When world leaders come together, they need to know that we are holding them in our thoughts, meditations and prayers.  Each evening from December 1-7, households and communities around the world are invited to light a candle, or solar lamp, and pray, meditate, or offer an invocation for a climate agreement. On Sunday, December 7, from 8:00p.m.-8:30p.m. worldwide, people from diverse faith and spiritual communities will gather for public vigils. 


Year of Consecrated Life: Message from Msgr Parent

"At the approaching outset of the Year of Consecrated Life, which will be on the first Sunday of Advent (November 30, 2014)," Msgr Parent, Vical general of the Archdiocese of Montreal, welcomes "with great joy this gift of a favourable time."

In his message, he writes: "My heart is filled with recognition for the immense work that has been accomplished by the people of consecrated life. They have contributed greatly in building Quebec, Canada, and, in particular, the Archdiocese of Montreal."

Msgr Parent pays a "special tribute to the communities that came from abroad, especially those from France, and also to the numerous groups of consecrated life founded in Quebec and, in particular, in Montreal."

Link to the message: 


WACC Launches Online Video Series

WACC has launched a section of its website featuring short video clips on key themes related to communication rights. Called WACCTalks, they are intended as discussion starters or as part of more in-depth presentations with the aim of highlighting important aspects of global, regional and local debates.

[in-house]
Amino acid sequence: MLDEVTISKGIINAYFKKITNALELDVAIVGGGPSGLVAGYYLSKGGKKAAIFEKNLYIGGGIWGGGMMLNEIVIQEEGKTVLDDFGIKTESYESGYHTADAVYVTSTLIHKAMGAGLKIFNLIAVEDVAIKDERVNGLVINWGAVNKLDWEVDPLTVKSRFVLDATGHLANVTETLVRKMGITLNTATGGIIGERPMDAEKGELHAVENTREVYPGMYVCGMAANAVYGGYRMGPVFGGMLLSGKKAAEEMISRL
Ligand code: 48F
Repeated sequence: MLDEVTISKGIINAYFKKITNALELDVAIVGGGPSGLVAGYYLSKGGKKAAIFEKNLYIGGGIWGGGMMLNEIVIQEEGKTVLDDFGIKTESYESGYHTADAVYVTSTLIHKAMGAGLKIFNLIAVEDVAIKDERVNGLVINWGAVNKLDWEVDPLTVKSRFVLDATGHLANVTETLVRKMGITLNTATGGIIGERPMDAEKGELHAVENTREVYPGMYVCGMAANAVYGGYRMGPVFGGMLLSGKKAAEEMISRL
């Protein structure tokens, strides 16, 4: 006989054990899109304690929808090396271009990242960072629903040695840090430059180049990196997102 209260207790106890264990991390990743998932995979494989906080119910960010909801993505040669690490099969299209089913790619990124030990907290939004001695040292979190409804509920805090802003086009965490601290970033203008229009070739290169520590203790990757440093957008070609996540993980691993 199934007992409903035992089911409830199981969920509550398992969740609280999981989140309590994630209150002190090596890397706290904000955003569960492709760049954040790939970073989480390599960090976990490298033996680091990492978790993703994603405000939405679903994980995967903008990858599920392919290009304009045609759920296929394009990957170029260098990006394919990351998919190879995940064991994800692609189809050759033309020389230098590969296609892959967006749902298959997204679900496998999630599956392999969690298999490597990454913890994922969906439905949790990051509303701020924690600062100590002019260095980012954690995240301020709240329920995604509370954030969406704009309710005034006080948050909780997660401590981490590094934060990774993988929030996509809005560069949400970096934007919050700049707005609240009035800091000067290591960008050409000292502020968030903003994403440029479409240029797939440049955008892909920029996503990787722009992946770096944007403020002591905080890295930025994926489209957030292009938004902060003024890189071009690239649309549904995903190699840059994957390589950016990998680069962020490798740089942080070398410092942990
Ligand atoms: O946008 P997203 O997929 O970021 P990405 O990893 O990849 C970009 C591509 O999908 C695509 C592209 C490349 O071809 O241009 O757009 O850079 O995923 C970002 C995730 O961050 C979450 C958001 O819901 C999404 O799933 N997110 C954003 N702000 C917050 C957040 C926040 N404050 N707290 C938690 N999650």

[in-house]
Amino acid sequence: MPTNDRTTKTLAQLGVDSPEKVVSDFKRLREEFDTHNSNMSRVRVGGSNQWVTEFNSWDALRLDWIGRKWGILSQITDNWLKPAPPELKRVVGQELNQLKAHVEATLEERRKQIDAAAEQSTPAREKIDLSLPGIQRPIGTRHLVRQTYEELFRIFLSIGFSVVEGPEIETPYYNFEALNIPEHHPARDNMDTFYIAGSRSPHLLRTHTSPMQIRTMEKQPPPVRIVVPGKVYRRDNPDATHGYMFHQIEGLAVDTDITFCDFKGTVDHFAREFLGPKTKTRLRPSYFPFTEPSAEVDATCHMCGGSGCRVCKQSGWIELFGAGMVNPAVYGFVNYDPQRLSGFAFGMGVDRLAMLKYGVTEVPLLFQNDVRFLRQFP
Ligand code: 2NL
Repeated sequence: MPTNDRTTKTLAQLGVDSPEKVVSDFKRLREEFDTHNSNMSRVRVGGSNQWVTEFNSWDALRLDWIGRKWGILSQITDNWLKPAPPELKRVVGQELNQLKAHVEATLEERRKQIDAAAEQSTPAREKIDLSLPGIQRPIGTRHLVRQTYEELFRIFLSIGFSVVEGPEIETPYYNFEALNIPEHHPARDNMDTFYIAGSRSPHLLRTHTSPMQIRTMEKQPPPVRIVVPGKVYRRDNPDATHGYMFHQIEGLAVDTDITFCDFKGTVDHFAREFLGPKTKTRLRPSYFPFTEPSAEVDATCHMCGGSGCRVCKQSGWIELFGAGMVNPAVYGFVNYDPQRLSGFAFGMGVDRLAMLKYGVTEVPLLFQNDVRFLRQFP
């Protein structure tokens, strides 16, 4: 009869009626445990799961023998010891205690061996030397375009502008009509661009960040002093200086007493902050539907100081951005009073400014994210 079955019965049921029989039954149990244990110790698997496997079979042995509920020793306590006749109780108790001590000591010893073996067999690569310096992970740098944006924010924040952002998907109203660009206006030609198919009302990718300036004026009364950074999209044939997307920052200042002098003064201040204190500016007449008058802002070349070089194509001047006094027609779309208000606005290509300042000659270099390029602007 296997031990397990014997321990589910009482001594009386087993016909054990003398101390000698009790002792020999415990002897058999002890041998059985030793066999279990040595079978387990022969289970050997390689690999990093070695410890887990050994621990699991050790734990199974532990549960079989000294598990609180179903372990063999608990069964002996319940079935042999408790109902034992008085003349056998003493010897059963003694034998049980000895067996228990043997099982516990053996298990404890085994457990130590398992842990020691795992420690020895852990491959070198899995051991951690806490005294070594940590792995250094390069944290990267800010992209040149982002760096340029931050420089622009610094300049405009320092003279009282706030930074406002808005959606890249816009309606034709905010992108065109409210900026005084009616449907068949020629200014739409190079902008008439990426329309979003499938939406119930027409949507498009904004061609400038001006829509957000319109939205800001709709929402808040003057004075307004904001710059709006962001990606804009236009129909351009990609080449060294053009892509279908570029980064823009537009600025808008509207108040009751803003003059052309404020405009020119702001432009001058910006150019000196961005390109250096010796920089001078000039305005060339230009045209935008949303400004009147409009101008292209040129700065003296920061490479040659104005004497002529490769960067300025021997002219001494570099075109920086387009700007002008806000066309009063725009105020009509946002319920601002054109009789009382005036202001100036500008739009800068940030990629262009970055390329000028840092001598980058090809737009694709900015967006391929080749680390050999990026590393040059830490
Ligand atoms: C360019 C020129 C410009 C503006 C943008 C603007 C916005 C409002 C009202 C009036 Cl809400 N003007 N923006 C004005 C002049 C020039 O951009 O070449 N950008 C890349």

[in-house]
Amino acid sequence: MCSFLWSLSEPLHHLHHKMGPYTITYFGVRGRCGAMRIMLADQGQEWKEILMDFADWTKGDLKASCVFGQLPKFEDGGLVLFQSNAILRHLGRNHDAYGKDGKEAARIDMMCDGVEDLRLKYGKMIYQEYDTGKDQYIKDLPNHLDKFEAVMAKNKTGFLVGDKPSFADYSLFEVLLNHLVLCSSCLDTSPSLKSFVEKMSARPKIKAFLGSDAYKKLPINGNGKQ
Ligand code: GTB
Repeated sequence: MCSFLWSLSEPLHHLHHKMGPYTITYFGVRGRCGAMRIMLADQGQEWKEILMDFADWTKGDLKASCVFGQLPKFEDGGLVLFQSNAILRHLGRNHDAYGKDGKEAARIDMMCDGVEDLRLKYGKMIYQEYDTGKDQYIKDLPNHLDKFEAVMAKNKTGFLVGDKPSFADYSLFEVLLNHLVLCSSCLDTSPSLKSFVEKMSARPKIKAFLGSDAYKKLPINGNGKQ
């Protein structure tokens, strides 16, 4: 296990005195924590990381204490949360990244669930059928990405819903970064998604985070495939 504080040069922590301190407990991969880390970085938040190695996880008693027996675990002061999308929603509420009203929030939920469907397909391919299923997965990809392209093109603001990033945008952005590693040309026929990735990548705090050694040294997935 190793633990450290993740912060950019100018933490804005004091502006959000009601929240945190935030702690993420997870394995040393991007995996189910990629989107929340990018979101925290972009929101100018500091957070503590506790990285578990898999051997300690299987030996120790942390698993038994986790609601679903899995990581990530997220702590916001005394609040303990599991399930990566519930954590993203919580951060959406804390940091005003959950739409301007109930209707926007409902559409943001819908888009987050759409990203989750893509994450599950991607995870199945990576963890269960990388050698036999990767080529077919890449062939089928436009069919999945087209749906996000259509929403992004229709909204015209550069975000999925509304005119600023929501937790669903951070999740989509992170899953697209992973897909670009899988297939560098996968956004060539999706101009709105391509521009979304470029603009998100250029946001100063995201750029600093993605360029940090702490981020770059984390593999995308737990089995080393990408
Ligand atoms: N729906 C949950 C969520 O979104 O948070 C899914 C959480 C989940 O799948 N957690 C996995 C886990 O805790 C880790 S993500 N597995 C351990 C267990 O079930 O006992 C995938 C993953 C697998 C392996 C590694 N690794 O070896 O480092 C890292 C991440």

The World Association for Christian Communication (WACC) is an international organization that promotes communication as a basic human right, essential to people’s dignity and community. Rooted in Christian faith, WACC works with all those denied the right to communicate because of status, identity, or gender. It advocates full access to information and communication, and promotes open and diverse media.



Your Money or Your Life!

The CRC JPIC Team shares its thoughts on the TransCanada’s Energy East pipeline project.

The fundamental question to ask ourselves is: "Do we need to exploit the oil sands at this time? Do we need to do so to the point of having to abandon all of Canada's greenhouse gas reduction targets? To the point of contributing to climate changes that could deprive us of our current quality of life in a few decades?"


CRC Bulletin, Volume 11, Issue 3 - Fall 2014

The Radical Welcoming of the Other is the central theme of this issue of the CRC Bulletin. This theme was chosen as a follow-up to the CRC 2014 General Assembly.

In the editorial, Sister Rita Larivée, SSA, states that "the CRC 2014 General Assembly challenged us to intercultural living and summoned us to navigate cultural boundaries for the sake of mission in our world today. Fr. Anthony J. Gittins, CSSP, emphasizes that invitation to and inclusion of community members from cultures that are not our own are not enough for today; we must arrive at radical welcome of the other within our midst."

To access the CRC Bulletin click on this link:
CRC Bulletin, Volume 11, Issue 3 - Fall 2014


New Release: Living with Limits, Living Well!

Living with Limits, Living Well! Hints for Heighbours on an Endagered Planet is produced by the Jesuit Forum for Social Justice and Faith.

Written by: William F. Ryan, SJ and Janet Somerville with Anne O'Brien, GSC and Anne-Marie Jackson.

"Living with Limits, Living Well! is a popular-style workbook for small groups to engage on the interconnectedness of spirituality, ecology, poverty and inequality."